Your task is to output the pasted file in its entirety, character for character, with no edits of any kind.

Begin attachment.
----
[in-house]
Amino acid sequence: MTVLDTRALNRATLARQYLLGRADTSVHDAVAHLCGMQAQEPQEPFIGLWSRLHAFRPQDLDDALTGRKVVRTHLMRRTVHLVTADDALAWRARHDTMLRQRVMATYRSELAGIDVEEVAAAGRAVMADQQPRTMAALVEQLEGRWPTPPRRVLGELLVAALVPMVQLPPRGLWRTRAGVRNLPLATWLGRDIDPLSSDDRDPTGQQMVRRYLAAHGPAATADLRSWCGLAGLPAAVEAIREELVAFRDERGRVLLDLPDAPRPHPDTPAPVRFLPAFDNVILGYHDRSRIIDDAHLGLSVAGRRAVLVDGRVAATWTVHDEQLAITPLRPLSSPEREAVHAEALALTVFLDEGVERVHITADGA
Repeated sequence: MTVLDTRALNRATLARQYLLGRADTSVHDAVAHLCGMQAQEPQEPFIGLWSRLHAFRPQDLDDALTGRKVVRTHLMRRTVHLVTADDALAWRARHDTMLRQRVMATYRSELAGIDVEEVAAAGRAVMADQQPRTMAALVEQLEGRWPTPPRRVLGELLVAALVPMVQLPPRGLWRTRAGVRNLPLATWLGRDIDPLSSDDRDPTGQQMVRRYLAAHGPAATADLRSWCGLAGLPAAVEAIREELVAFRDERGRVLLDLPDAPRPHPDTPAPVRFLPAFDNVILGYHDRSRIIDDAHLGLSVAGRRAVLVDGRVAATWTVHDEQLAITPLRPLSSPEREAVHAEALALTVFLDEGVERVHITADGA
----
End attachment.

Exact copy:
[in-house]
Amino acid sequence: MTVLDTRALNRATLARQYLLGRADTSVHDAVAHLCGMQAQEPQEPFIGLWSRLHAFRPQDLDDALTGRKVVRTHLMRRTVHLVTADDALAWRARHDTMLRQRVMATYRSELAGIDVEEVAAAGRAVMADQQPRTMAALVEQLEGRWPTPPRRVLGELLVAALVPMVQLPPRGLWRTRAGVRNLPLATWLGRDIDPLSSDDRDPTGQQMVRRYLAAHGPAATADLRSWCGLAGLPAAVEAIREELVAFRDERGRVLLDLPDAPRPHPDTPAPVRFLPAFDNVILGYHDRSRIIDDAHLGLSVAGRRAVLVDGRVAATWTVHDEQLAITPLRPLSSPEREAVHAEALALTVFLDEGVERVHITADGA
Repeated sequence: MTVLDTRALNRATLARQYLLGRADTSVHDAVAHLCGMQAQEPQEPFIGLWSRLHAFRPQDLDDALTGRKVVRTHLMRRTVHLVTADDALAWRARHDTMLRQRVMATYRSELAGIDVEEVAAAGRAVMADQQPRTMAALVEQLEGRWPTPPRRVLGELLVAALVPMVQLPPRGLWRTRAGVRNLPLATWLGRDIDPLSSDDRDPTGQQMVRRYLAAHGPAATADLRSWCGLAGLPAAVEAIREELVAFRDERGRVLLDLPDAPRPHPDTPAPVRFLPAFDNVILGYHDRSRIIDDAHLGLSVAGRRAVLVDGRVAATWTVHDEQLAITPLRPLSSPEREAVHAEALALTVFLDEGVERVHITADGA